Portland police psychologist contract extended repeatedly, with little competition or debate

David Corey

For 13 years, the city of Portland has awarded a Lake Oswego man a contract to conduct psychological exams of prospective Portland police hires and to gauge whether officers who have been involved in shootings and other major events are fit to return to duty.

With little or no discussion, the City Council has granted or extended psychologist David M. Corey‘s contract nine times and paid him close to half a million dollars.

The city sought competitive bids for the contract three times: in 1999, when Corey was first picked to develop and conduct psychological tests; in 2003 when the contract was extended; and this year, after a decade of contract extensions with no bids sought.

When the city did open the contract to competitive bidding this year, it was riddled with controversy.

While Corey is highly regarded nationally and there’s been no specific problems cited with Corey’s work, members of the city’s minority communities say they object to his “monopoly” on the police bureau contract. They argue Corey has failed to weed out some officers with a propensity for violence, pointing to last month’s U.S. Department of Justice finding that Portland police use excessive force against people with mental illness.

Mayor Sam Adams, the police commissioner, recently backed away from awarding a new five-year contract to Corey. He acknowledged the city could have done more to draw a broader pool of bidders.

“I think the criticism was fair,” the mayor said, adding, “The fact that the contract has been with one person for so long is worth reviewing.

Critics have urged the city to find psychologists from diverse backgrounds.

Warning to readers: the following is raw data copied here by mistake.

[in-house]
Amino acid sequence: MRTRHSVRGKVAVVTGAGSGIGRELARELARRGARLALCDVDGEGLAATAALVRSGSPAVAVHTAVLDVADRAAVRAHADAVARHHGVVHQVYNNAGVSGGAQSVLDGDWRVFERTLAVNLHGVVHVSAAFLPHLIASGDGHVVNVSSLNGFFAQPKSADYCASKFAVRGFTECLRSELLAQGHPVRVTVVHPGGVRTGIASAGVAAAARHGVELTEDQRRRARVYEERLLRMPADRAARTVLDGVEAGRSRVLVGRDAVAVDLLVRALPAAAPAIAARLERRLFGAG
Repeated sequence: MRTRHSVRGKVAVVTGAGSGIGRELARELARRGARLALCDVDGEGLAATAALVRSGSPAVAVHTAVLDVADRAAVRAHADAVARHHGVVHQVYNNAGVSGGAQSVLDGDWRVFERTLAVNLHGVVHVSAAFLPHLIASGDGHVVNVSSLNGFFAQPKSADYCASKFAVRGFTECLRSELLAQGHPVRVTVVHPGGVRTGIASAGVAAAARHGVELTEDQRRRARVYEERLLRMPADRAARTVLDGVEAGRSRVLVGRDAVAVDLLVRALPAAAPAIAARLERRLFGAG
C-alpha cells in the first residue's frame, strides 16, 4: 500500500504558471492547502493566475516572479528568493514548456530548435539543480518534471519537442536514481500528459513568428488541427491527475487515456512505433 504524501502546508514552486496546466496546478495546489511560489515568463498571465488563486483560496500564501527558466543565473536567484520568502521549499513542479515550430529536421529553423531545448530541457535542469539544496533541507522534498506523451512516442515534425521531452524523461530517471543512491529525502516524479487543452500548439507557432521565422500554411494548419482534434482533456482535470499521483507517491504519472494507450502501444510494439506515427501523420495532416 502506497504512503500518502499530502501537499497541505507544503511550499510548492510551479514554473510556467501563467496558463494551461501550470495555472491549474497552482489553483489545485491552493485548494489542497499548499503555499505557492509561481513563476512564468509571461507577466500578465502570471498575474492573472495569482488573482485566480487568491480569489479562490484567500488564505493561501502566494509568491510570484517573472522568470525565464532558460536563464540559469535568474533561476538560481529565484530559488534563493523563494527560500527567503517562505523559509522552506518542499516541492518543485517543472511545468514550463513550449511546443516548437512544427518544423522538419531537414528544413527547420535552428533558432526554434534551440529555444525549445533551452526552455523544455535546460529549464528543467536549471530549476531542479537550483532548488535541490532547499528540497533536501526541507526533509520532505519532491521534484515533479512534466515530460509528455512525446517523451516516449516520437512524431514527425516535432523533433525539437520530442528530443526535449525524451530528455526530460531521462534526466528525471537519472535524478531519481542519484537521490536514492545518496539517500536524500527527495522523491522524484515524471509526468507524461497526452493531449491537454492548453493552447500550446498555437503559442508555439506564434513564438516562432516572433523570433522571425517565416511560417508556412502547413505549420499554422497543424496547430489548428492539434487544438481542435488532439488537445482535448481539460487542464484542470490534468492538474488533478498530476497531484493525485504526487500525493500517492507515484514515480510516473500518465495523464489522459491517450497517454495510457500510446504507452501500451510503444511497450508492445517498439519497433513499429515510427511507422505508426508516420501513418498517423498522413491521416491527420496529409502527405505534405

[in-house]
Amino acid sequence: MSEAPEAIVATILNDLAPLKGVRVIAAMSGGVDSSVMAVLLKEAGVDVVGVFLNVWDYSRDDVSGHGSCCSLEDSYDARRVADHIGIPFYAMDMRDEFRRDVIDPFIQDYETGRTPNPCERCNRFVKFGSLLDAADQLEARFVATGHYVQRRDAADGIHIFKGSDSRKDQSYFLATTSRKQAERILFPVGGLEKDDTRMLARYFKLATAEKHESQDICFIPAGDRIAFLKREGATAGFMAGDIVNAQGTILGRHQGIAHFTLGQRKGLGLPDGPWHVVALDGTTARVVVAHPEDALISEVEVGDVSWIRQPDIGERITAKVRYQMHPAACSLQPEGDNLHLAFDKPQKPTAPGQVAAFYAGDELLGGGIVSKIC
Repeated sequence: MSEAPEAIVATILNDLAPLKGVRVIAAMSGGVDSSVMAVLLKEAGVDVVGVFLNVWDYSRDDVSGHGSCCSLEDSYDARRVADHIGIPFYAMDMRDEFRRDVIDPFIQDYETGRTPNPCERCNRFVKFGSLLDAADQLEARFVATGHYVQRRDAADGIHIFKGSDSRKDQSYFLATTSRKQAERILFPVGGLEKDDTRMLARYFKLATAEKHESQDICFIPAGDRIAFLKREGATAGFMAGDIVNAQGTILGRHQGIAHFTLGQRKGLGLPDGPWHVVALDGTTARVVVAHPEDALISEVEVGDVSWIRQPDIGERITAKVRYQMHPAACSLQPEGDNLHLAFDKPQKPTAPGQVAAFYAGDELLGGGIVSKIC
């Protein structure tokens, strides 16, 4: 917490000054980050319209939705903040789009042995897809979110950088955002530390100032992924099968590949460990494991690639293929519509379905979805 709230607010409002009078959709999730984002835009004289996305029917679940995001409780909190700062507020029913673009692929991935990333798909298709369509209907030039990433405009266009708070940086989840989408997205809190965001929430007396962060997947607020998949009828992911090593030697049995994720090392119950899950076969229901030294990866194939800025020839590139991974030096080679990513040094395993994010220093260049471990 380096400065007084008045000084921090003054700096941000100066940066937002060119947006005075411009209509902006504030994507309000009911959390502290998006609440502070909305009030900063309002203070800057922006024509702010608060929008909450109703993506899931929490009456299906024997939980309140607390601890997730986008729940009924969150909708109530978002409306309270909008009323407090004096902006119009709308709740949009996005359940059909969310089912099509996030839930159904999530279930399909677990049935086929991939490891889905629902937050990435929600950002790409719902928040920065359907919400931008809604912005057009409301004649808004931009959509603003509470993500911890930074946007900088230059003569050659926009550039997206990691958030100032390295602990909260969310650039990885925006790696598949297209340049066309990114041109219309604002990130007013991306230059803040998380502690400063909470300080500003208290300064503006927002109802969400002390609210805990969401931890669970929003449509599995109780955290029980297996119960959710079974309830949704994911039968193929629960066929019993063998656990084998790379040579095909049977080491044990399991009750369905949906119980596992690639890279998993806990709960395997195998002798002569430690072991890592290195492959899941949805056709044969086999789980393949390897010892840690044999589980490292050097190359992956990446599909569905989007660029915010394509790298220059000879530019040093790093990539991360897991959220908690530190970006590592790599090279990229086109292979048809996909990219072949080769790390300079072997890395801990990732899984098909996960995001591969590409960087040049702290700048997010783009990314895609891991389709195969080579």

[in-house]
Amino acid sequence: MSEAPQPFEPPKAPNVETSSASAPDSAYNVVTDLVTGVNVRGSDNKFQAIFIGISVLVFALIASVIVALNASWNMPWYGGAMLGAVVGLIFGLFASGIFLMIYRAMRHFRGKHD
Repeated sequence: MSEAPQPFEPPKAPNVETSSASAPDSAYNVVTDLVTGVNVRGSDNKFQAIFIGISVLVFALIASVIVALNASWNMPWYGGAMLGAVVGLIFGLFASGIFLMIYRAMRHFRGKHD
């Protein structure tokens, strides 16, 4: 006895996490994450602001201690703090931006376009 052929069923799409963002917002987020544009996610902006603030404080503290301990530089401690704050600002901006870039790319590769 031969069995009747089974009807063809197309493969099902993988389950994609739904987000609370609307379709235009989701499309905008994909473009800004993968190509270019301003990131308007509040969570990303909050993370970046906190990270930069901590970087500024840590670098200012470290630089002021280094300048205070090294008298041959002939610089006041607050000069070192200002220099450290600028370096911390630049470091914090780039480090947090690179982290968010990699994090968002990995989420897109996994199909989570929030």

“The city is only getting this one white guy from Lake Oswego’s point of view,” said Dan Handelman of Portland Copwatch.

Corey, president of the American Board of Police & Public Safety Psychology, said the concerns are not off base. The community’s call for a multi-cultural group of psychologists to help determine police candidates’ suitability for the job “warrants serious consideration” by the city, he said.

“How the Portland Police Bureau selects its police officers should reflect the needs and interests of the broader community,” Corey wrote in an e-mail to The Oregonian.

“We look forward to reviewing the city’s new specifications for the services and to preparing a responsive proposal.”

Corey added, “My firm has had no role in determining the frequency of these competitive bids over the past 13 years.”


In 1999, the bureau for the first time sought a psychologist to develop and conduct evaluations for police candidates and fitness-for-duty evaluations of sworn officers when there’s a concern about their ability to perform their job. Three psychologists submitted bids, and Corey’s was lowest. His rate then: $325 per applicant; $150 per hour for fitness-for-duty tests.

A police captain, a lieutenant, an acting sergeant, and a police human resources analyst were on the selection committee. The city wanted a vendor to assess police candidates’ emotional control, sensitivity, moral-ethical behavior, and “ability to appropriately employ force under extreme stress.”

In subsequent years, the City Council voted eight times to extend Corey’s contract. Often, police bureau officials told council members that an emergency existed, allowing the city to bypass competitive bidding. The emergency, the bureau said, was that officer recruitment and fitness-for-duty evaluations needed to continue “without disruption.”

In July 2009, the city also awarded Corey a $150,000 five-year contract to conduct psychological exams on prospective emergency dispatchers, without seeking competitive bids. The Bureau of Emergency Communications cited an exemption from city procurement rules that allows no-bid contracting when determining “any prospective or current City employee’s ability to work or return to work.”